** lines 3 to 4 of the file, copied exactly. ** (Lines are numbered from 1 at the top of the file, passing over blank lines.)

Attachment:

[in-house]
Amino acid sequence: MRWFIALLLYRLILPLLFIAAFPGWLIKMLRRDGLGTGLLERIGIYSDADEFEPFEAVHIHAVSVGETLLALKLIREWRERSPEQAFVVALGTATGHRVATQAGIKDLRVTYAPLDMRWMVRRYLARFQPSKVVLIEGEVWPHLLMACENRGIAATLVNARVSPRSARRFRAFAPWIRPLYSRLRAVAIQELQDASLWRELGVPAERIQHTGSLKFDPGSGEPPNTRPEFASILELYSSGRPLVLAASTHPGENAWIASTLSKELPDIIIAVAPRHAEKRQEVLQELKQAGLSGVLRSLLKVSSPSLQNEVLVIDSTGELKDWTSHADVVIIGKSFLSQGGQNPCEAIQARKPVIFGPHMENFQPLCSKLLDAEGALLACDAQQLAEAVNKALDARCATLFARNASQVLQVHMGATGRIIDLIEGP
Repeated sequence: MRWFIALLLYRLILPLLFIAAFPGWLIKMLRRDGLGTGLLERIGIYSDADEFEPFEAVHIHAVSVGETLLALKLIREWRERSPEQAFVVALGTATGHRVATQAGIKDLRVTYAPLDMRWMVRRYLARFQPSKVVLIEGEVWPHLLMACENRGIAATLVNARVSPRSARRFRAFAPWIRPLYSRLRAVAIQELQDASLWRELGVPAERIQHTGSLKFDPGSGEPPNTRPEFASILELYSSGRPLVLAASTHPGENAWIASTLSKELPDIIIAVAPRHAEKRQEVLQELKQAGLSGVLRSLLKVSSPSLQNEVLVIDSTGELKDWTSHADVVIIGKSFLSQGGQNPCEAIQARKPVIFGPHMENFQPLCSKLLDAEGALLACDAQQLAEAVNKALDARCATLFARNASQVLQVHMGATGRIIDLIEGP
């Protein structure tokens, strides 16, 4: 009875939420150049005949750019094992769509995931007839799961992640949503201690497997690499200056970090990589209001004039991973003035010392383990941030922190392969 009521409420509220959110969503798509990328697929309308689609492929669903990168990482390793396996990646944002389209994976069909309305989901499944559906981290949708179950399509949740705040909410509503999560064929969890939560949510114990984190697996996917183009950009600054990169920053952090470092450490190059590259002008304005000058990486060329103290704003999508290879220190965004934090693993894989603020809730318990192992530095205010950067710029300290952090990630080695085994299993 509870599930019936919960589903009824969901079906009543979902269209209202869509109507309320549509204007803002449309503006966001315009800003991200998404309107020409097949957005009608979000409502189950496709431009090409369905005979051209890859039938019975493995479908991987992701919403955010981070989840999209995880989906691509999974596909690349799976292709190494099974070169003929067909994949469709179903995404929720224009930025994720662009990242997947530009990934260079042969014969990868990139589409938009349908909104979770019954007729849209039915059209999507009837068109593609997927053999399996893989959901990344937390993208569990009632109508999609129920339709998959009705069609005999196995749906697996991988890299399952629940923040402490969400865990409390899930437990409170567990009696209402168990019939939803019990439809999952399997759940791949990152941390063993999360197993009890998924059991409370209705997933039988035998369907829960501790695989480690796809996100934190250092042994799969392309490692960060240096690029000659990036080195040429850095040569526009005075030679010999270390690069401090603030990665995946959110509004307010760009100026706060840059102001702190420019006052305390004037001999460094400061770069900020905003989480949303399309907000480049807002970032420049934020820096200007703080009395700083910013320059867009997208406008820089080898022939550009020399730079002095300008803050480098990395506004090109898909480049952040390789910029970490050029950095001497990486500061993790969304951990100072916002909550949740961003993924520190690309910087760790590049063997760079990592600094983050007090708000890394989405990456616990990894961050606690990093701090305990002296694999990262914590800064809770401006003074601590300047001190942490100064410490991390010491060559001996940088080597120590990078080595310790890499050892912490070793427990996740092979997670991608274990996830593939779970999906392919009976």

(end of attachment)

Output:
Repeated sequence: MRWFIALLLYRLILPLLFIAAFPGWLIKMLRRDGLGTGLLERIGIYSDADEFEPFEAVHIHAVSVGETLLALKLIREWRERSPEQAFVVALGTATGHRVATQAGIKDLRVTYAPLDMRWMVRRYLARFQPSKVVLIEGEVWPHLLMACENRGIAATLVNARVSPRSARRFRAFAPWIRPLYSRLRAVAIQELQDASLWRELGVPAERIQHTGSLKFDPGSGEPPNTRPEFASILELYSSGRPLVLAASTHPGENAWIASTLSKELPDIIIAVAPRHAEKRQEVLQELKQAGLSGVLRSLLKVSSPSLQNEVLVIDSTGELKDWTSHADVVIIGKSFLSQGGQNPCEAIQARKPVIFGPHMENFQPLCSKLLDAEGALLACDAQQLAEAVNKALDARCATLFARNASQVLQVHMGATGRIIDLIEGP
């Protein structure tokens, strides 16, 4: 009875939420150049005949750019094992769509995931007839799961992640949503201690497997690499200056970090990589209001004039991973003035010392383990941030922190392969 009521409420509220959110969503798509990328697929309308689609492929669903990168990482390793396996990646944002389209994976069909309305989901499944559906981290949708179950399509949740705040909410509503999560064929969890939560949510114990984190697996996917183009950009600054990169920053952090470092450490190059590259002008304005000058990486060329103290704003999508290879220190965004934090693993894989603020809730318990192992530095205010950067710029300290952090990630080695085994299993 509870599930019936919960589903009824969901079906009543979902269209209202869509109507309320549509204007803002449309503006966001315009800003991200998404309107020409097949957005009608979000409502189950496709431009090409369905005979051209890859039938019975493995479908991987992701919403955010981070989840999209995880989906691509999974596909690349799976292709190494099974070169003929067909994949469709179903995404929720224009930025994720662009990242997947530009990934260079042969014969990868990139589409938009349908909104979770019954007729849209039915059209999507009837068109593609997927053999399996893989959901990344937390993208569990009632109508999609129920339709998959009705069609005999196995749906697996991988890299399952629940923040402490969400865990409390899930437990409170567990009696209402168990019939939803019990439809999952399997759940791949990152941390063993999360197993009890998924059991409370209705997933039988035998369907829960501790695989480690796809996100934190250092042994799969392309490692960060240096690029000659990036080195040429850095040569526009005075030679010999270390690069401090603030990665995946959110509004307010760009100026706060840059102001702190420019006052305390004037001999460094400061770069900020905003989480949303399309907000480049807002970032420049934020820096200007703080009395700083910013320059867009997208406008820089080898022939550009020399730079002095300008803050480098990395506004090109898909480049952040390789910029970490050029950095001497990486500061993790969304951990100072916002909550949740961003993924520190690309910087760790590049063997760079990592600094983050007090708000890394989405990456616990990894961050606690990093701090305990002296694999990262914590800064809770401006003074601590300047001190942490100064410490991390010491060559001996940088080597120590990078080595310790890499050892912490070793427990996740092979997670991608274990996830593939779970999906392919009976």